Books: A date with history

Terry Eagleton revisits a year of miracles and massacres
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England in 1819

by James Chandler

University of Chicago Press, pounds 27.95

The need for an historical approach to literature has become something of a pious platitude in critical circles, the kind of truth which - like a reformed monarchy or the Big Bang - few outside a dwindling clutch of aesthetes would question. History seems a harder science than criticism, thus promising to put it on a firmer footing. But historicising literary works has proved a paradoxical affair. In the US, "new historicist" critics have been busy bringing to bear on history all their typically literary concern with ambiguity and fictionality, thus turning history into literature and sawing off the very branch they have sat upon.

James Chandler, by contrast, is one of those rare American historicist critics who still believe that historical events are real. is a monumental work of scholarship, well-deserving of all the posh US prizes it is likely to pull in, which cross-sections English history at the year 1819 to lay bare the complex strata stacked beneath that date. It was a year of astonishing literary activity, which witnessed almost all of Keats's greatest poetry, Shelley's Prometheus Unbound, The Cenci and Ode to the West Wind, the first cantos of Byron's Don Juan and two of Walter Scott's best novels. It was also the year of Peterloo, in which the Manchester Yeomanry ran riot among a crowd of protesting workers.

In a 550-page account dripping with erudite footnotes, Chandler ranges over most of the key figures of English Romanticism. But his survey is deftly interwoven with brilliant theoretical speculations about what it means to "historicise" in the first place. What exactly is an "historical situation"? Who decides what constitutes an "historical period"? Did the Romantics know that they were Romantics, unlike, say, beavers and badgers, who seem not to be aware of what they are?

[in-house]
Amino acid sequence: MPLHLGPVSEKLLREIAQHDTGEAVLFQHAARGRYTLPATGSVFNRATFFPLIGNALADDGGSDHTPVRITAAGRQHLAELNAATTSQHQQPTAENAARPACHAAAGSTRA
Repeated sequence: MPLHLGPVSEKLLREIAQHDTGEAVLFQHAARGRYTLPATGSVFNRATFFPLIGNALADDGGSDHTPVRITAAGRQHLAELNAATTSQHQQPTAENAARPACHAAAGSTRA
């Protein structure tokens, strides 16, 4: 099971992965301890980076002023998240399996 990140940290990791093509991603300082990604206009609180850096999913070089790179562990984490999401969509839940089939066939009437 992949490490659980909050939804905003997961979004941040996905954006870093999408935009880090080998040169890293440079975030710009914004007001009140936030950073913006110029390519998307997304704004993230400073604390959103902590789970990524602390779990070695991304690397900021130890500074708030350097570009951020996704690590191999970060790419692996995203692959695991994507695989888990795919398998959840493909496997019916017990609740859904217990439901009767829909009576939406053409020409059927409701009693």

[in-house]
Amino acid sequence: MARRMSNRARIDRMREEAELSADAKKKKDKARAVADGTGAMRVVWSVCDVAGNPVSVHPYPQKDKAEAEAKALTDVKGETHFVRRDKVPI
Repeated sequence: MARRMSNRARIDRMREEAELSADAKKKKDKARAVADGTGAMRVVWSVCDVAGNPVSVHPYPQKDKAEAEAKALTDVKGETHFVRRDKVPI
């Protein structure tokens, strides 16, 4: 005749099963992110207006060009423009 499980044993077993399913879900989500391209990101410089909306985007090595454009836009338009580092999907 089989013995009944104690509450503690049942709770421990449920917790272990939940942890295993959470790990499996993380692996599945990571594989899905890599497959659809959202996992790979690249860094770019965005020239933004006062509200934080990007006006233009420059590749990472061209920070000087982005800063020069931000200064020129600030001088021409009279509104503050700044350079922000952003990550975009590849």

The modernists were conscious of themselves as "modern" but then that might be said of any cultural current from the ancient Greeks onwards. A work of literary art may be written in one period but may "belong" to another. Milton's Paradise Lost was published towards the end of the 17th century, but its real roots lie in the English Civil War. How does a work come to be representative of a period, and why should literature carry so much of this historical burden in early 19th-century England?

For this sophisticated study, placing the Romantics in their historical context is a particularly tricky operation. As Chandler demonstrates, our very notions of "historical context" date precisely from that extraordinarily fertile era. It is, after all, the period in which the historical novel first comes into its own. We are trying to dissect Romanticism with the very intellectual tools it invented.

In Chandler's view, the poets and novelists of 1819 are already newly aware of themselves as "historical", so that we don't need to patronise them with a modern lesson in theory. It is rather as if an anthropologist enters the native village, only to be handed by the tribe an elaborate diagram of their kinship system. Whereas most critics assume that the writings of Wordsworth and Scott need to be "demystified" to expose their true historical meaning, Chandler boldly claims that this truth is already out in the open for those who have eyes to see it.

In a narcissistic move beloved of literary types, this book seeks to historicise its own historicism. It is as much about the US in 1998 as , and all the more honest and compelling for it. The self- consciousness, however, is incomplete: Chandler fails to see that if American critics have taken to history as a '"radical' project, this is partly because of the dire condition of their national politics.

Historicising is a sort of substitute radicalism for US intellectuals. There is, in fact, nothing inherently radical about setting culture in its context. Some of the most powerful historicisms of the modern age stem from the political right. Chandler seems unclear on this point, and the cause of clarity is not helped by his flat-footed style, full of the portentous jargon of US academia and about as sprightly as a drugged rhino. His book, however, survives its own leaden prose. It will surely come to rank among the foremost Romantic studies of our time.

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